5. The combination with a line conductor in a span of damper means comprising elements rigidly secured to the conductor at spaced points on the line conductor subject to vibration, and masses individually suspended by'said elements, said masses being sufficiently large and having the centre of gravity of one .mass located in an opposite lateral direction to the centre of gravity of another mass in respect of the axis of the line conductor, so as to produce opposing varying twisting forces on the conductor during vibration to thus convert the energy of conductor vibration into energy losses within the conductor.
6. A structure in accordance with claim 3, in which the means for resiliently urging the weights consist of a compression spring incorporated in the pivotal support of the depending weights.
7. The combination with a stranded line conductor, of an'arm rigidly mounted on the conductor, and a weight carried by the arm and having its centre of gravity displaced from the vertical plane containing the axis of the conductor, whereby vibrations of the conductor result in varying torsional forces being applied to the conductor to thus convert the energy of conductor vibrations into interstrand frictional losses, said arm sustaining the weight by means of an articulated connection incorporating frictionally engaged faces, the axis of the articulated connection being disposed laterally of the vertical plane containing the axis of the conductor.
8. The combination with a line conductor oithe class described, of an arm rigidly mounted thereon in substantially horizontal transverse direction, a weight carried by the arm and having its centre of gravity displaced from the vertical plane containing the axis of the conductor, and an articulated connection therefor by which circular movement of the weight is yieldingly constrained in a plane normal to the axis of the conductor.
9. The combination with a line conductor of the class described, of a plurality of longitudi nally spaced arms rigidly mounted on the conductor in substantially opposite transverse directions, a weight carried by each arm and having its centre of gravity displaced from the vertical plane containing the axis of the conductor, and an articulated connection therefor by which circular movement of the weight is frictionally constrained in a plane normal to the axis of the conductor.
10. The combination with a line conductor of the class described, of an arm rigidly mounted thereon in substantially horizontal transverse direction, weights carried by the distal end of the arm, and an articulated connection attaching the weights to the arm to yieldingly constrain rotative movement of the weights about the axis in a plane normal to the axis of the conductor.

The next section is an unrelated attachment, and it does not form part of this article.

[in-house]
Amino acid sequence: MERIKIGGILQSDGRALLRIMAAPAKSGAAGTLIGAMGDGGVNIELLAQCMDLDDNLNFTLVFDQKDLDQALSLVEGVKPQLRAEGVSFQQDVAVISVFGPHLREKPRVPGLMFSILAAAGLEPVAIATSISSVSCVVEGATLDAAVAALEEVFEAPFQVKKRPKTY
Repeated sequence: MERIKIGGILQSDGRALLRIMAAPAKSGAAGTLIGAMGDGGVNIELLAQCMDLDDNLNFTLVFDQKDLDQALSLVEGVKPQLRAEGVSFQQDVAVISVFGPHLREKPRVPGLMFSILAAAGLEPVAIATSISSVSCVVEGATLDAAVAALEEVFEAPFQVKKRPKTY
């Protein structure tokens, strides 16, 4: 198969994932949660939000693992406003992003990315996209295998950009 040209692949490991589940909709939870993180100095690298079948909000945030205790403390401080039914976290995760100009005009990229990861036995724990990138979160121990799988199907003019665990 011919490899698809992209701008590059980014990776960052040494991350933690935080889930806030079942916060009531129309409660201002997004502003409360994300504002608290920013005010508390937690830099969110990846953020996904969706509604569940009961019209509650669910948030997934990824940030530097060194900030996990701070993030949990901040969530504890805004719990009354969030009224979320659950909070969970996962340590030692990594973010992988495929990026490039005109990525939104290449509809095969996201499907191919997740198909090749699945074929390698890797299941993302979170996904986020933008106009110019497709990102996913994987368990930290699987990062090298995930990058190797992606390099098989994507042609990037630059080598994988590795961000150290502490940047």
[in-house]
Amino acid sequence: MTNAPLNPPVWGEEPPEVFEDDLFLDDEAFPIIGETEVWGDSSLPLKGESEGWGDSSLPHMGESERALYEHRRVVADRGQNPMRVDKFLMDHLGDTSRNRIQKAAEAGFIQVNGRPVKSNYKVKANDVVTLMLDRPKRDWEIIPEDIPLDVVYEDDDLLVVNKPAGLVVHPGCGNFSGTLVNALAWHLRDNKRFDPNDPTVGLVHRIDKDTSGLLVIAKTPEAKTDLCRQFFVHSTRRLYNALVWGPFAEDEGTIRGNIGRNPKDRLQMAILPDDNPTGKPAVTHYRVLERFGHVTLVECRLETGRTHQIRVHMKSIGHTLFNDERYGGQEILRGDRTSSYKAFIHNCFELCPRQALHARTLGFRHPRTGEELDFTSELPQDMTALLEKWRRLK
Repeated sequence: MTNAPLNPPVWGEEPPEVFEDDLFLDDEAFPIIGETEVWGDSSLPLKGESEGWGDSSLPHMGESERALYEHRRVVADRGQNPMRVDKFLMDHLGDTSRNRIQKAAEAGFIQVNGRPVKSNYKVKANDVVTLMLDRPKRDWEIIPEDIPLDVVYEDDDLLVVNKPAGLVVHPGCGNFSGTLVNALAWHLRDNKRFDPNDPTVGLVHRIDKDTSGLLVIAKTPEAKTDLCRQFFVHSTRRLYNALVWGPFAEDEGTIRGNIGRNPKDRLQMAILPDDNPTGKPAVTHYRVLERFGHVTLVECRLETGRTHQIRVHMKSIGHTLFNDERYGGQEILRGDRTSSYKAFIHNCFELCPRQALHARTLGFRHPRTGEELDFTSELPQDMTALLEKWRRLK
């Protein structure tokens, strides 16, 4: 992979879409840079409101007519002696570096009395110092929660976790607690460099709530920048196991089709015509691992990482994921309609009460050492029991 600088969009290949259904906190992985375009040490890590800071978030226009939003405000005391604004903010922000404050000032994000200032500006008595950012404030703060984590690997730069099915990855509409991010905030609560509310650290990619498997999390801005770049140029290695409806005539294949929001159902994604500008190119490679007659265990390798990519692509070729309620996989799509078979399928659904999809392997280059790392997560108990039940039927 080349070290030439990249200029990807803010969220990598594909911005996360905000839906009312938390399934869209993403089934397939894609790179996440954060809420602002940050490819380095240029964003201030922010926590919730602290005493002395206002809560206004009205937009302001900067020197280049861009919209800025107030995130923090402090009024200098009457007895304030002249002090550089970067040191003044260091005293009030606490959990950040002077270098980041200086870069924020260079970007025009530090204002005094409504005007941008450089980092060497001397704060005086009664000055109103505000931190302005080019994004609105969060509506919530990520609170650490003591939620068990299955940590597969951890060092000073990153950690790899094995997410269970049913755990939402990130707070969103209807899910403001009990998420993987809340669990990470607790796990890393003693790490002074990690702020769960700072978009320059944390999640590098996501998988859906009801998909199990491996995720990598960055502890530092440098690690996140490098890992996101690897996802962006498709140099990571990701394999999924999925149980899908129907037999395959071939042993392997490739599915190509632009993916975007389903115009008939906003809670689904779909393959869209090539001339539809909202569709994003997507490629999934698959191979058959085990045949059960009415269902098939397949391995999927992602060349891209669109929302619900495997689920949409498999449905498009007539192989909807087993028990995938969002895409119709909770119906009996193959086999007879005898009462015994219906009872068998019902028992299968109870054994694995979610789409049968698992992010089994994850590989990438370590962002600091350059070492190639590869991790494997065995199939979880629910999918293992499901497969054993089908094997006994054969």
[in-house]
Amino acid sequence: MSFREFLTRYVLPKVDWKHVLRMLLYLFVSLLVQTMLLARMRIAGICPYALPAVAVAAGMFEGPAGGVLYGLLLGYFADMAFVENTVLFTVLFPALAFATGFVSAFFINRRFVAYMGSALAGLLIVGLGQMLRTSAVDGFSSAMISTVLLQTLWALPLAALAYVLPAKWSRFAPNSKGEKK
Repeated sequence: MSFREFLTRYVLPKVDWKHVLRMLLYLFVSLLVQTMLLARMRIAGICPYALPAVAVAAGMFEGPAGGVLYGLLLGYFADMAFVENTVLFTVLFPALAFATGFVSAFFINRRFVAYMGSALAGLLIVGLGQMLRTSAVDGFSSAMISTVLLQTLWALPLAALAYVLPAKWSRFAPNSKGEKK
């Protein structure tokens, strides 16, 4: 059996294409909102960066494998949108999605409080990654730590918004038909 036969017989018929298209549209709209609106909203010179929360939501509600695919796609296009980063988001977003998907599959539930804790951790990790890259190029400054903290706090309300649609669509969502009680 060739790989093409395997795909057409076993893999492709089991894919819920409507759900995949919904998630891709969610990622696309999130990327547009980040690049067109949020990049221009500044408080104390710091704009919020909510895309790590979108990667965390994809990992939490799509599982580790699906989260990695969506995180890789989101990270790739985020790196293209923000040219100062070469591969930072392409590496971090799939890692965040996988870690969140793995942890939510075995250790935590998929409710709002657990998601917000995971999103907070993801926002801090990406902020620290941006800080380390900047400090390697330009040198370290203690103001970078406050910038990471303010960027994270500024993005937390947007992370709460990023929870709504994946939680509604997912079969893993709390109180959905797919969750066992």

11. The combination with a flexible cable suspended at spaced points and subject to vibration, of vibration damping means including an arm rigidly mounted thereon at a distance from a support, and a weight mounted on said arm by an articulated joint to place its center of gravity at one side of the vertical axial plane of said cable, said joint including means trictionally constraining said weight against rotative movement with reference to said arm, said joint comprising an axis parallel to the longitudinal axis of the cable.
12. The combination with a flexible cable suspended at spaced points and subject to vibration, of vibration damping means including an arm mounted on the cable and a weight mounted on the arm with its center of gravity at one side of the vertical axial plane of the cable to place a continuing torsion on the cable, and an articulated joint between the arm and weight permitting movement about an axis parallel to the cable axis, said joint including means to apply torsional resistance to movement between said arm and said weight.
13. The combination with a flexible cable suspended at spaced points and subject to vibration, of vibration dampening means including an arm rigidly mounted on the cable at a distance from a support, a weight mounted on said arm with its center of gravity at one side of the ver tical axial plane of the cable, an articulated joint connecting said weight and arm whereby said weight is capable of rotative movement relative to said arm about an axis parallel to the longitudinal axis of the cable, said joint including means yieldingly constraining said weight against said rotative movement.
WILLIAM B. BUCHANAN. GORDON '11. T1330.